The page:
The Governments Economic Stimulus Plan Breakdown

Tax Cuts - $244 Billion

$99B - Payroll-Tax Holiday
$90B - Business Expenses Tax Breaks
$25B - Earned Income Tax Credit
$20B - Renewable Energy Tax Credit
$10B - Tuition Tax Credit

Aids For State and Local Gov - $217 Billion

$87B - Medicaid Cost Sharing
$79B - State Grants
$42B - State and Local Bond Tax Credit
$5B - Community Development
$4B - Rural Development

Relief - $120 Billion

$42B - Expanded Unemployment Insurance
$40B - Health Insurance for Unemployed
$20B - Expanded Food Stamps
$11B - Housing Assistance
$4B- Supplemental Social Security Income Payments
$3B - Welfare

Infrastructure - $101 Billion

$30B - Highways
$20B - School Renovation
$17B - Health Information Technology
$13B - Transportation Projects
$8B - Water Projects
$7B - Military and V.A. Construction
$6B - Accelerated Deployment of Broadband

Energy Efficiency - $59.5 Billion

$22B - Federal Energy Efficiency Grants
$19B - Other Energy Efficiency Grants
$11B - Smart Electric Grid
$8B - Renewable Energy Loan Guarantees

Human Capital - $45.5 Billion

$25B - Education Programs
$15B - Federal Pell Grants
$4B - Job Training
$2B - Scientific Research

Friday, March 13, 2009

Short Refinance

Don't Lose Your Keys. Short REFI vs Short SALE

Right now, we are witnessing first-hand the worst real estate crash in U.S. history. Someday many of us will look back at years 2007-20?? and say, "Yeah, those were the days when we owed more than our houses were worth." But in the present day, in the midst of our housing crisis, we must decide what to do about it. Bottom-line is, nobody wants to lose their home, but most would rather lose that than lose money- and keep on losing it. So do I sell short or walk away? These are two things that come to mind when homeowners think about their equity lost and cutting their losses short. Unfortunately, both of these choices involve moving out of one's home and all of the trauma that goes along with it. There's hardly a bright side to either one, but what if there were another way? Today, I want to give you an alternative option to consider, which may also be for the greater benefit of our national economy: SHORT REFINANCING.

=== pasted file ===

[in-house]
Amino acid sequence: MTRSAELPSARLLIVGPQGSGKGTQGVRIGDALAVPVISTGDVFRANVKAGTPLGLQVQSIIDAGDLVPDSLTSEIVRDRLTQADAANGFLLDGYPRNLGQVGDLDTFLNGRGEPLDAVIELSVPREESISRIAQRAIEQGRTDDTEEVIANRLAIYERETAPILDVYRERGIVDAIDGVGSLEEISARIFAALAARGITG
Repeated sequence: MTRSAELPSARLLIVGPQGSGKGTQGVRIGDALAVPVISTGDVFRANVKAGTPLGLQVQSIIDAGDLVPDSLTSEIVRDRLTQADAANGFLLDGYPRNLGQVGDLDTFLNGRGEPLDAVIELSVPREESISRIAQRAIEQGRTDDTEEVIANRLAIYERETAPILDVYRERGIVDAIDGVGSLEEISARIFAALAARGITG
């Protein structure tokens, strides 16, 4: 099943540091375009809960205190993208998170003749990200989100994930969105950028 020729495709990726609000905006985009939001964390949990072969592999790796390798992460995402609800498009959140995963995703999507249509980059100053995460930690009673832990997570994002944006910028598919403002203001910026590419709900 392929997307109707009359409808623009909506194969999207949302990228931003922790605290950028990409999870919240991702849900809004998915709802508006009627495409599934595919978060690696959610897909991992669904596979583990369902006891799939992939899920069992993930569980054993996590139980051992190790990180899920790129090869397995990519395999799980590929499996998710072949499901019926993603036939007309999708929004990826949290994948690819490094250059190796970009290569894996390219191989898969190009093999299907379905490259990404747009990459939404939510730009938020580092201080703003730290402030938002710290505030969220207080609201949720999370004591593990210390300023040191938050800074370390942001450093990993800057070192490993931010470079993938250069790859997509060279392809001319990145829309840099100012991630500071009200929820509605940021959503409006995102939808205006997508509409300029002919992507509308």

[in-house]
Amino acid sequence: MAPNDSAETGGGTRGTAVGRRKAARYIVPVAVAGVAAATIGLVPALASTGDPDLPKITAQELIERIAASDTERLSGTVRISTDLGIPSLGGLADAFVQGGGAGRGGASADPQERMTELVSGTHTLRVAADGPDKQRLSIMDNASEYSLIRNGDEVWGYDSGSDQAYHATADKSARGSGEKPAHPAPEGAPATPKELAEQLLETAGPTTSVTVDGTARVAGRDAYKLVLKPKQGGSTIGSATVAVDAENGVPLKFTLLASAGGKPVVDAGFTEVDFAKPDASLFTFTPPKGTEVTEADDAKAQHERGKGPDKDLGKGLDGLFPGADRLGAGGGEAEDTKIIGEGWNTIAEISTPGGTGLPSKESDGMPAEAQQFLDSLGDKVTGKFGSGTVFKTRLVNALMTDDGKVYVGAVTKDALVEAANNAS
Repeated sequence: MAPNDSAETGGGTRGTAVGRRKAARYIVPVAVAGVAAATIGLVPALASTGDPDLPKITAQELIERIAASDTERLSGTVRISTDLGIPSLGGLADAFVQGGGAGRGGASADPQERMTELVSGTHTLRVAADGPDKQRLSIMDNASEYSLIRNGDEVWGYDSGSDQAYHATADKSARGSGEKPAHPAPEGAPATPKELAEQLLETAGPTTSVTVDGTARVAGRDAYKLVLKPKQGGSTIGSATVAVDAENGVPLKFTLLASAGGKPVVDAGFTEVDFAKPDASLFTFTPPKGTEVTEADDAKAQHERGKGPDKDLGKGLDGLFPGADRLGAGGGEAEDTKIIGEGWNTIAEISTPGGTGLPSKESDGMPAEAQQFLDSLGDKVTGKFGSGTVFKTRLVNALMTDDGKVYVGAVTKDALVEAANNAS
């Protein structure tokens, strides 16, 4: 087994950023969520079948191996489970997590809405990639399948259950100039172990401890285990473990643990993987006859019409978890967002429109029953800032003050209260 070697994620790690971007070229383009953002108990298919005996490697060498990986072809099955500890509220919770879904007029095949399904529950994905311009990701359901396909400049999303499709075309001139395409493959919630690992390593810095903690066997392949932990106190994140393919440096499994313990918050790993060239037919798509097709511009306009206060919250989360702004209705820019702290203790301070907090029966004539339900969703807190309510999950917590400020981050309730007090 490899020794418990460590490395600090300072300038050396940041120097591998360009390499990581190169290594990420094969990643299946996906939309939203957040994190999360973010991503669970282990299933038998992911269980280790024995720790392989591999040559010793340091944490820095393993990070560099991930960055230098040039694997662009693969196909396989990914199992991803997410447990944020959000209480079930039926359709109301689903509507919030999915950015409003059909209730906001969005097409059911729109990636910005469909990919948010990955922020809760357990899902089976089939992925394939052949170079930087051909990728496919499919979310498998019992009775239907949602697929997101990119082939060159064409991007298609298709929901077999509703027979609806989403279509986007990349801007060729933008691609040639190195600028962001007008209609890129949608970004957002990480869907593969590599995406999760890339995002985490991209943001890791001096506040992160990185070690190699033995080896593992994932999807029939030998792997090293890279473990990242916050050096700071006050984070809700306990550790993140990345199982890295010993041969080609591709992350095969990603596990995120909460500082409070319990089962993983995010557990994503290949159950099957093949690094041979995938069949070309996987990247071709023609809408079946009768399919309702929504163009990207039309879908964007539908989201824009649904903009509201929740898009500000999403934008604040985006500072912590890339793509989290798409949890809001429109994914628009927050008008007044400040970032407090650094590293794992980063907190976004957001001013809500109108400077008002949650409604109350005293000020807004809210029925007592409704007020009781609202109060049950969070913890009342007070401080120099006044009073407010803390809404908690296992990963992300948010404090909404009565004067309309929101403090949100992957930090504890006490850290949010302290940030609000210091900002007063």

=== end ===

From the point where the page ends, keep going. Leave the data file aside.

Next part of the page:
Fed Chairman Ben Bernanke said it best,